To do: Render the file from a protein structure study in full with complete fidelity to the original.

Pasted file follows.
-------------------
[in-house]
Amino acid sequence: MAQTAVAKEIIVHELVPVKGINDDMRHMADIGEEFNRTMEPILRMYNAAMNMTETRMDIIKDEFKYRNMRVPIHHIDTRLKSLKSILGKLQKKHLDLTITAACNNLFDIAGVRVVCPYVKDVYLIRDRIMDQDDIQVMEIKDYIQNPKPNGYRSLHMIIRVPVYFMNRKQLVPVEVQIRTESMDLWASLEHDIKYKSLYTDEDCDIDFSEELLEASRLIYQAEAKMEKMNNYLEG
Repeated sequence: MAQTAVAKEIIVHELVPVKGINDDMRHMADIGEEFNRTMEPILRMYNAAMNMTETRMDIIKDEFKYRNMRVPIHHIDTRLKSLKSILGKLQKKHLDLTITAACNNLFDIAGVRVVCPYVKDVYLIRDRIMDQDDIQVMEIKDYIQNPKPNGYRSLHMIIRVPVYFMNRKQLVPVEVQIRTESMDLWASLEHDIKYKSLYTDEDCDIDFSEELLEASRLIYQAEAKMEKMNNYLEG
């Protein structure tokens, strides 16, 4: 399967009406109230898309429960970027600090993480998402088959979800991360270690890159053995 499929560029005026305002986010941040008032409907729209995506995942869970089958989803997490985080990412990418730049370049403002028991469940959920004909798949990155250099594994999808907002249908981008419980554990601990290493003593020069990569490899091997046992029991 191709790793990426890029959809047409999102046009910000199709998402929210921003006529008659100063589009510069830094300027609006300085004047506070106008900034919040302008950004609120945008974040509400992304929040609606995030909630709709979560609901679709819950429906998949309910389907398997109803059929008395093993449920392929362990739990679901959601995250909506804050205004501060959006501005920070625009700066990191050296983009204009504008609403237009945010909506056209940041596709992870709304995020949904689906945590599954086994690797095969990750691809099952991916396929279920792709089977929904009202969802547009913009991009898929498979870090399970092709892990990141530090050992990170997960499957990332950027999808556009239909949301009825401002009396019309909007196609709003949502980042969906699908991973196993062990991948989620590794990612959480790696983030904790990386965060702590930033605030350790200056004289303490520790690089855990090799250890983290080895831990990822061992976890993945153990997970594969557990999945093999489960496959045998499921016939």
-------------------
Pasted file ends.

[in-house]
Amino acid sequence: MAQTAVAKEIIVHELVPVKGINDDMRHMADIGEEFNRTMEPILRMYNAAMNMTETRMDIIKDEFKYRNMRVPIHHIDTRLKSLKSILGKLQKKHLDLTITAACNNLFDIAGVRVVCPYVKDVYLIRDRIMDQDDIQVMEIKDYIQNPKPNGYRSLHMIIRVPVYFMNRKQLVPVEVQIRTESMDLWASLEHDIKYKSLYTDEDCDIDFSEELLEASRLIYQAEAKMEKMNNYLEG
Repeated sequence: MAQTAVAKEIIVHELVPVKGINDDMRHMADIGEEFNRTMEPILRMYNAAMNMTETRMDIIKDEFKYRNMRVPIHHIDTRLKSLKSILGKLQKKHLDLTITAACNNLFDIAGVRVVCPYVKDVYLIRDRIMDQDDIQVMEIKDYIQNPKPNGYRSLHMIIRVPVYFMNRKQLVPVEVQIRTESMDLWASLEHDIKYKSLYTDEDCDIDFSEELLEASRLIYQAEAKMEKMNNYLEG
């Protein structure tokens, strides 16, 4: 399967009406109230898309429960970027600090993480998402088959979800991360270690890159053995 499929560029005026305002986010941040008032409907729209995506995942869970089958989803997490985080990412990418730049370049403002028991469940959920004909798949990155250099594994999808907002249908981008419980554990601990290493003593020069990569490899091997046992029991 191709790793990426890029959809047409999102046009910000199709998402929210921003006529008659100063589009510069830094300027609006300085004047506070106008900034919040302008950004609120945008974040509400992304929040609606995030909630709709979560609901679709819950429906998949309910389907398997109803059929008395093993449920392929362990739990679901959601995250909506804050205004501060959006501005920070625009700066990191050296983009204009504008609403237009945010909506056209940041596709992870709304995020949904689906945590599954086994690797095969990750691809099952991916396929279920792709089977929904009202969802547009913009991009898929498979870090399970092709892990990141530090050992990170997960499957990332950027999808556009239909949301009825401002009396019309909007196609709003949502980042969906699908991973196993062990991948989620590794990612959480790696983030904790990386965060702590930033605030350790200056004289303490520790690089855990090799250890983290080895831990990822061992976890993945153990997970594969557990999945093999489960496959045998499921016939």